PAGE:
US President Donald Trump has commuted the prison sentence of his former adviser Roger Stone.
The announcement came just after the Washington DC Court of Appeals denied Stone’s request to delay the start date of his custodial term of 40 months.
He was convicted of lying to Congress, obstruction and witness tampering.
Stone was the sixth Trump aide found guilty on charges linked to a justice department probe that alleged Russia tried to boost the Trump 2016 campaign.
The 67-year-old had been due to report to a federal prison in Jesup, Georgia, next Tuesday.
What did the president say?
The White House said in a statement: “Roger Stone is a victim of the Russia Hoax that the Left and its allies in the media perpetuated for years in an attempt to undermine the Trump Presidency.”
It said that Department of Justice prosecutors under special counsel Robert Mueller only charged Stone out of frustration after failing to prove the “fantasy” that the Trump campaign had colluded with the Kremlin.
“This is why the out-of-control Mueller prosecutors, desperate for splashy headlines to compensate for a failed investigation, set their sights on Mr Stone,” said the statement.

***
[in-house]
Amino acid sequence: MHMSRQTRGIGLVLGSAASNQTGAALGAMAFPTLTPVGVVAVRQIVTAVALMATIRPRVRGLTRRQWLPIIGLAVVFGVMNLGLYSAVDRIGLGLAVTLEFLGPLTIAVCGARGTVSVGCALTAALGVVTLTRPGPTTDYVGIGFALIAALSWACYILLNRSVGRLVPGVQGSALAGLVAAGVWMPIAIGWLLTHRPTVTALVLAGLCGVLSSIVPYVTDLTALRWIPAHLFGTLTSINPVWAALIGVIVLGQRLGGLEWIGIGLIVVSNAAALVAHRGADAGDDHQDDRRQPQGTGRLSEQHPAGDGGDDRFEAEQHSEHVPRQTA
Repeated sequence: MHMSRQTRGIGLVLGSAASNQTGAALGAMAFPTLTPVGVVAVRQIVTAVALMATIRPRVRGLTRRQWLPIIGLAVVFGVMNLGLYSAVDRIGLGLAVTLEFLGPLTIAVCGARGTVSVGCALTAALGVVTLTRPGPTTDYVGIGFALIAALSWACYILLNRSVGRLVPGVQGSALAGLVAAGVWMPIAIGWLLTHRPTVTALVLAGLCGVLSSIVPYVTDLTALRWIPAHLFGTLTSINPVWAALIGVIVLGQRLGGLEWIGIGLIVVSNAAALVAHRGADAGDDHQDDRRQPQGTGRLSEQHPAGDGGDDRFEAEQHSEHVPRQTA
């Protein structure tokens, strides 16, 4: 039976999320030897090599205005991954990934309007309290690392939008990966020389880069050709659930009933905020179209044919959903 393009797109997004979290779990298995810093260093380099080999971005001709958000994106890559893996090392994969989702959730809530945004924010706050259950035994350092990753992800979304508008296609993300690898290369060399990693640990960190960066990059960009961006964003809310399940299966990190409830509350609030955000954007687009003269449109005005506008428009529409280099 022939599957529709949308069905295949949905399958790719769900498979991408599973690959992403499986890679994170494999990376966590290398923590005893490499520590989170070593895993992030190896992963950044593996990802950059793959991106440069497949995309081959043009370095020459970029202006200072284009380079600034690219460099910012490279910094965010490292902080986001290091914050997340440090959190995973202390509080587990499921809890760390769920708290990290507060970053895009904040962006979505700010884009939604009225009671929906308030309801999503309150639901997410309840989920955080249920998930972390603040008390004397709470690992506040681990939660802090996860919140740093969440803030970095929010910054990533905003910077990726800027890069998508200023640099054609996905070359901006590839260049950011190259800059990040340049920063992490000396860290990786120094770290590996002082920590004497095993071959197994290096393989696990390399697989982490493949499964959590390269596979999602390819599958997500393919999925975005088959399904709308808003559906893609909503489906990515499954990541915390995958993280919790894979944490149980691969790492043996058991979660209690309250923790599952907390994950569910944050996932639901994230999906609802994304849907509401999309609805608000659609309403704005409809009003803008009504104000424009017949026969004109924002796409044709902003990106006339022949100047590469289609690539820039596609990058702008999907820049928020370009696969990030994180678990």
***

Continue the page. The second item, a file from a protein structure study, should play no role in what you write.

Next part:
The White House also suggested that the FBI had tipped off CNN about their pre-dawn raid on Stone’s house, noting that a camera crew for the cable network was on the scene to record the arrest.
“Roger Stone has already suffered greatly,” the statement said. “He was treated very unfairly, as were many others in this case. Roger Stone is now a free man!”
Mr Trump had been hinting about a reprieve for Stone for months, including on Thursday night in an interview with a Fox News host.
Helping a loyal friend, critics be damned
It’s hard to say the president’s decision to grant clemency to his long-time friend and political counsellor is surprising, but it’s still jarring. Even though the president has called the special counsel investigation that prosecuted Stone a sham and a partisan witch hunt, Stone was duly convicted of serious crimes.
Meanwhile, Stone’s active lobbying for a commutation, recently saying that he could have “easily” turned on the president to avoid trial, was unseemly at best.
Mr Trump is not the first president to issue controversial pardons or commutations for friends and associates, of course. Most of his predecessors, however, waited until the last days of their presidency to take such actions, as they knew the political firestorms they would generate.
Mr Trump, on